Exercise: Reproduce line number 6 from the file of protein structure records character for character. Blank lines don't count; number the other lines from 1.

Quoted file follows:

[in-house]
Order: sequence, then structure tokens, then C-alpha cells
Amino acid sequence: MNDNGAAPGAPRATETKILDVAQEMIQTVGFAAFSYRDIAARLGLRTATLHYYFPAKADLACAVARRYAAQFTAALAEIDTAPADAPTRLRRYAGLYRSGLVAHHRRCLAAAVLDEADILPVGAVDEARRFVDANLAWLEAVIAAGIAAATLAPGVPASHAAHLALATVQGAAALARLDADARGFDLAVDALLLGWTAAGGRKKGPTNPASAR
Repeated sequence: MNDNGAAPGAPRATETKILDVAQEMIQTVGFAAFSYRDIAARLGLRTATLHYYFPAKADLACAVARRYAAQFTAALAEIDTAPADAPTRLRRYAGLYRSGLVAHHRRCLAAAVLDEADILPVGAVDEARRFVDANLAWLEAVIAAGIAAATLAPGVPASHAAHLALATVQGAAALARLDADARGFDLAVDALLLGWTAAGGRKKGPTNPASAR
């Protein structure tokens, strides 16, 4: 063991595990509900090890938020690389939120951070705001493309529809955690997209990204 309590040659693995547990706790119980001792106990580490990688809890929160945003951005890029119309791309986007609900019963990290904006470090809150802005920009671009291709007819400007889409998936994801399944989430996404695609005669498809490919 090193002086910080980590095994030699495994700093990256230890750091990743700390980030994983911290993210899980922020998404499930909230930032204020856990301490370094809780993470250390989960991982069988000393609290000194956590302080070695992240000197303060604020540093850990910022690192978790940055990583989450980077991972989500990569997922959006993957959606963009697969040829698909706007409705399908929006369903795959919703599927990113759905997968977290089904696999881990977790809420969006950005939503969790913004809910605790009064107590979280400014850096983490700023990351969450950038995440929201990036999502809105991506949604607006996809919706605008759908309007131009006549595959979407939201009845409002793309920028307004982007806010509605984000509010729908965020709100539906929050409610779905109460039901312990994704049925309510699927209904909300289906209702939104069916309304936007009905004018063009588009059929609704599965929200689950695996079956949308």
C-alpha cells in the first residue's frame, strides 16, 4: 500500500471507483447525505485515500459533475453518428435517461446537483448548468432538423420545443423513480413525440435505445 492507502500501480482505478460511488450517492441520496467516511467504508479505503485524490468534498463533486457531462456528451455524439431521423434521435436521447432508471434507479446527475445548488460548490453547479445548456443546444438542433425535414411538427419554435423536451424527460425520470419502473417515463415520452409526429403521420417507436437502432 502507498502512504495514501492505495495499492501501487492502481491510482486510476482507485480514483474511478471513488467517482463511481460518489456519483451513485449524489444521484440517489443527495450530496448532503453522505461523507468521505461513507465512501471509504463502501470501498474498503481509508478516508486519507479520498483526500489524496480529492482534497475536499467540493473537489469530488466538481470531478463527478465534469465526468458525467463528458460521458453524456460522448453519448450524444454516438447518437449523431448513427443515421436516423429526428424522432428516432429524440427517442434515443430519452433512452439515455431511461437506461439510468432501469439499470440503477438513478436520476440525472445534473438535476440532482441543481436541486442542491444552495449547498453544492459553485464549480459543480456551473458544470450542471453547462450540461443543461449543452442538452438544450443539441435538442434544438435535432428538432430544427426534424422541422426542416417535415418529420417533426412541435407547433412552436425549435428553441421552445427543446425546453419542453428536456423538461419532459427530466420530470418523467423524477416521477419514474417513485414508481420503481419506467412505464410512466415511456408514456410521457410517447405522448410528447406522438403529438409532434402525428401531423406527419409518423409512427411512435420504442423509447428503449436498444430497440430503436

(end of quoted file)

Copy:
C-alpha cells in the first residue's frame, strides 16, 4: 500500500471507483447525505485515500459533475453518428435517461446537483448548468432538423420545443423513480413525440435505445 492507502500501480482505478460511488450517492441520496467516511467504508479505503485524490468534498463533486457531462456528451455524439431521423434521435436521447432508471434507479446527475445548488460548490453547479445548456443546444438542433425535414411538427419554435423536451424527460425520470419502473417515463415520452409526429403521420417507436437502432 502507498502512504495514501492505495495499492501501487492502481491510482486510476482507485480514483474511478471513488467517482463511481460518489456519483451513485449524489444521484440517489443527495450530496448532503453522505461523507468521505461513507465512501471509504463502501470501498474498503481509508478516508486519507479520498483526500489524496480529492482534497475536499467540493473537489469530488466538481470531478463527478465534469465526468458525467463528458460521458453524456460522448453519448450524444454516438447518437449523431448513427443515421436516423429526428424522432428516432429524440427517442434515443430519452433512452439515455431511461437506461439510468432501469439499470440503477438513478436520476440525472445534473438535476440532482441543481436541486442542491444552495449547498453544492459553485464549480459543480456551473458544470450542471453547462450540461443543461449543452442538452438544450443539441435538442434544438435535432428538432430544427426534424422541422426542416417535415418529420417533426412541435407547433412552436425549435428553441421552445427543446425546453419542453428536456423538461419532459427530466420530470418523467423524477416521477419514474417513485414508481420503481419506467412505464410512466415511456408514456410521457410517447405522448410528447406522438403529438409532434402525428401531423406527419409518423409512427411512435420504442423509447428503449436498444430497440430503436